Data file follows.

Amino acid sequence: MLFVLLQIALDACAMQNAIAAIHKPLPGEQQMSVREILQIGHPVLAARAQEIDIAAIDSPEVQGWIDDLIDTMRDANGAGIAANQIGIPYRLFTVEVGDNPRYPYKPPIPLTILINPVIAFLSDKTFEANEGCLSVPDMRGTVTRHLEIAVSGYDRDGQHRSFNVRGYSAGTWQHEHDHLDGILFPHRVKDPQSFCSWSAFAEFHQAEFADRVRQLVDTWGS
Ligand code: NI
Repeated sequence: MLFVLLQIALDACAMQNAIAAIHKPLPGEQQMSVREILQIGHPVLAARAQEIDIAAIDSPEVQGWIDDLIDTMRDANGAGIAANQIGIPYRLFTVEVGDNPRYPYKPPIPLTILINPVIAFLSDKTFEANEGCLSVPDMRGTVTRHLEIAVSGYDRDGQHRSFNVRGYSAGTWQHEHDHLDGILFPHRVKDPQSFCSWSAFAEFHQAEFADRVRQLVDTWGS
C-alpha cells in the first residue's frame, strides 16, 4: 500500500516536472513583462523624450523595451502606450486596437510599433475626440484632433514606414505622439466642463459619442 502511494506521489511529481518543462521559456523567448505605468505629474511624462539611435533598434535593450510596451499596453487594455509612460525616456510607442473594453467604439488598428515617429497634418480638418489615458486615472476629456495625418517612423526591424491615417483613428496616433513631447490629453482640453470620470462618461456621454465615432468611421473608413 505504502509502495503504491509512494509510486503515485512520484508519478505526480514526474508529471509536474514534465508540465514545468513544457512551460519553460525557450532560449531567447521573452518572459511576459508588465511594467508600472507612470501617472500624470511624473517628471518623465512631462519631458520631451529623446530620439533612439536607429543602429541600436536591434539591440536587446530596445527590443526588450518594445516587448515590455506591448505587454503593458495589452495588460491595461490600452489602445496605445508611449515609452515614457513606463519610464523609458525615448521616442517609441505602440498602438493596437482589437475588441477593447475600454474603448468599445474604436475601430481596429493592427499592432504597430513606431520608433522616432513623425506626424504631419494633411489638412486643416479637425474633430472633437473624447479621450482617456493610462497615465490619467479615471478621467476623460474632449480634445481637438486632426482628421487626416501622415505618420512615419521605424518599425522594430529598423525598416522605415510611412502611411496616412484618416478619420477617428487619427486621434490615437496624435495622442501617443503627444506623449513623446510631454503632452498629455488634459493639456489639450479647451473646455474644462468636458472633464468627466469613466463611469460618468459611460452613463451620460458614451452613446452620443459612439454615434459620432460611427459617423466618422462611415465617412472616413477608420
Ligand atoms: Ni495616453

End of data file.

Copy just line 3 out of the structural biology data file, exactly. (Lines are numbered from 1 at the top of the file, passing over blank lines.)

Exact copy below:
Repeated sequence: MLFVLLQIALDACAMQNAIAAIHKPLPGEQQMSVREILQIGHPVLAARAQEIDIAAIDSPEVQGWIDDLIDTMRDANGAGIAANQIGIPYRLFTVEVGDNPRYPYKPPIPLTILINPVIAFLSDKTFEANEGCLSVPDMRGTVTRHLEIAVSGYDRDGQHRSFNVRGYSAGTWQHEHDHLDGILFPHRVKDPQSFCSWSAFAEFHQAEFADRVRQLVDTWGS